I've read a fair amount of contemporary fiction from the 1900s and 1910s (almost all on Project Gutenberg). Most of it is set in New York City, but I suspect that the upper class in Chicago would aspire to be like the upper class in NYC than the rest of the Midwest. From that reading, my general impressions:

Upper crust society in this time period is vitally concerned with two things: money and appearance. The "old families" are still important, but "new money" has been around long enough, and made a big enough impact, that it dominates society. It is not nearly as conservative as more rural/small town societies would be; it's just concerned with appearance. Generally: You can behave however you want, as long as you don't cause a scandal. Of course there's lots of variation, and there would be people who would not want to associate with a rumored adulterer, or a divorcee, for example; but there wouldn't be public disapproval. Granted, the books tend to give different views of high society: some show it as wholly mercenary, all marriages made for money, with love or affection even more marginal that "our grandparents" did 100 years before. Some books show it more temperately, with money always a consideration, but love and affection just as important.

As emily_shore said, if the girl was "out" in society, there really shouldn't be much objection. Being "out" meant that her guardians considered she was eligible to be married. In the books: Heroines tend to be fairly young, from their late teens to early twenties. I don't recall one who was 16, though IIRC the age 17 occurs more than once. Heroes tend to be more than a few years older, anywhere from mid-20s to mid-30s. I don't recall any societal consideration of the age disparity in those cases, neither from the girl's peers nor from society in general. (Maybe the mother would briefly protest "She's too young!" but that is an affectionate personal objection, not society's.)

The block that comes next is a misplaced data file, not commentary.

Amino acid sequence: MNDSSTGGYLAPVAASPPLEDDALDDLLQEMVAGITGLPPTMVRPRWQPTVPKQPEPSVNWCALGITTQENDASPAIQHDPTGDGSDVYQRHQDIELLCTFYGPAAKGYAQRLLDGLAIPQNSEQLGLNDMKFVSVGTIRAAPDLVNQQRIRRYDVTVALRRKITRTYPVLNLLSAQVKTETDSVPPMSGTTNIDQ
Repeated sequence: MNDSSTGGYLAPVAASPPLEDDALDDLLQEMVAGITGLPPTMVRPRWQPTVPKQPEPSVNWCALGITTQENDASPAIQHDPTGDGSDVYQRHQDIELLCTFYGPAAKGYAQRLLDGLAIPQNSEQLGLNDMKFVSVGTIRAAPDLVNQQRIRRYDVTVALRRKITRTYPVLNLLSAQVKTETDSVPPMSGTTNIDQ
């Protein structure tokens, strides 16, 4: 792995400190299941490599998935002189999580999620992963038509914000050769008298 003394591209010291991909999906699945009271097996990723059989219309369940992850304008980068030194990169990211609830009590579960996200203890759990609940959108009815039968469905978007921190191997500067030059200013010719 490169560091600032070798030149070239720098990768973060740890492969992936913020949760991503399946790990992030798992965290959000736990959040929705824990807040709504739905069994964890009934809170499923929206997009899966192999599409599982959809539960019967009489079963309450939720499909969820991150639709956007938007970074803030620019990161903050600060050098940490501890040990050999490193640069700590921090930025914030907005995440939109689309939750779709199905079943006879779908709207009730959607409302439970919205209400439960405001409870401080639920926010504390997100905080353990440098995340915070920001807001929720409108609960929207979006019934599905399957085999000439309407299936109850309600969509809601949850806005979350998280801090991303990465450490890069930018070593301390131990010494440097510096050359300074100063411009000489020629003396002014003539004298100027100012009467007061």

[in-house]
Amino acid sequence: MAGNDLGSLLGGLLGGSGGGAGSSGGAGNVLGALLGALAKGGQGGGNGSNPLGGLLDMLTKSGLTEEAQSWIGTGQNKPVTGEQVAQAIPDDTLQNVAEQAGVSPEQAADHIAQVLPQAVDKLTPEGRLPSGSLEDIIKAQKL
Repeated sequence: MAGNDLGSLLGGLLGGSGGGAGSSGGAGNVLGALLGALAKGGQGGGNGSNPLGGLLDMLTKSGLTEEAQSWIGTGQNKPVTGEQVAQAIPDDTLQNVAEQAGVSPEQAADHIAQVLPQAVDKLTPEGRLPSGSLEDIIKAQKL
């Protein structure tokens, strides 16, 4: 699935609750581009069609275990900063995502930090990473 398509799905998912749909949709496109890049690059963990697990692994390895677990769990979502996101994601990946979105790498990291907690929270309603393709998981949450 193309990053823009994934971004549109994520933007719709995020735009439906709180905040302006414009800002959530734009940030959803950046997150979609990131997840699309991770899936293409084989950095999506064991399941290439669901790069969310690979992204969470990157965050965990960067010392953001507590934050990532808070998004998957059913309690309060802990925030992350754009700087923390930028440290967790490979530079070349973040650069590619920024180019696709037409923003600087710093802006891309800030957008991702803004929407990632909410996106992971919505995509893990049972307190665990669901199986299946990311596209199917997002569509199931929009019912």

Age discrepancy alone isn't really a cause for wholesale societal condemnation of a match, unless it's glaringly bad (teens with 70s). Society is more likely to look askance when the marriage is between a girl and a man much older, in his mid 40s or onward, AND money is an issue. The objections aren't really any that you suggest, though. When society as a whole objects, it's because it's perceived that the marriage was for money. And an obvious marriage for money is in bad taste, because it violates society's equal concern for appearance. In these type of novels, it's not usually the girl who is condemned. Sometimes it's her parents, if they are known to be mercenary; or it's the husband, if the girl is "poor genteel but beautiful" and it's obvious he "bought" her. Usually the girl is seen as a pawn with little of her own inclination.

Wow, my comment is too long!

One author in particular tended to pair mid-30s with late-teens girls. In most of those books the men had qualms with their own consciences about marrying the girl, but it was out of consideration for her, not for society. And that was not even New York society, which, all things considered, was the least conservative morally. It's presented as a reasonable concern for an honorable man, but only as being less suitable - not gross or abusive. Just "like mating with like," meaning similar ages.

There is no analogue today for the "coming out" of a hundred years ago: Girls go from being school girls, having their own friends and games and rarely seeing adults beyond close family friends, to being Fully Adult in one night, rubbing shoulders with their fathers' business partners and mothers' society cronies. This isn't a surprise for them; it's how their world works. And that means that all unmarried men are potential marriage partners. MC B at 28 just isn't that old; he's prime! And once she's out, she's out. Also, a 28-year-old could conceivably be a friend of an older sibling. Several books have the hero suddenly discovering that his buddy's kid sister, a long-legged creature in short skirts last year, is now a tall, lovely young woman.

Her peers' viewpoint is slightly different from society's as a whole. I can see her peers giving her a hard time, but not for him being older unless he's REALLY old; maybe if there is another objection, like his appearance (teen girls, you know!) or family or money (lack of it) or profession (if he has one), etc. A more likely cause of serious friction is if he is considered a "catch," and she, as a deb (1st year being out), "catches" him away from the belles who've been out longer.

This post made me think right away of the Emily of New Moon books by Lucy Maud Montgomery. I'm pretty sure Emily's aunts objected to her engagement to Dean Priest, but IIRC it was less because of the age discrepancy (she was about 20 and he was 40+) than because he was an "infidel" and, well, he was Dean Priest...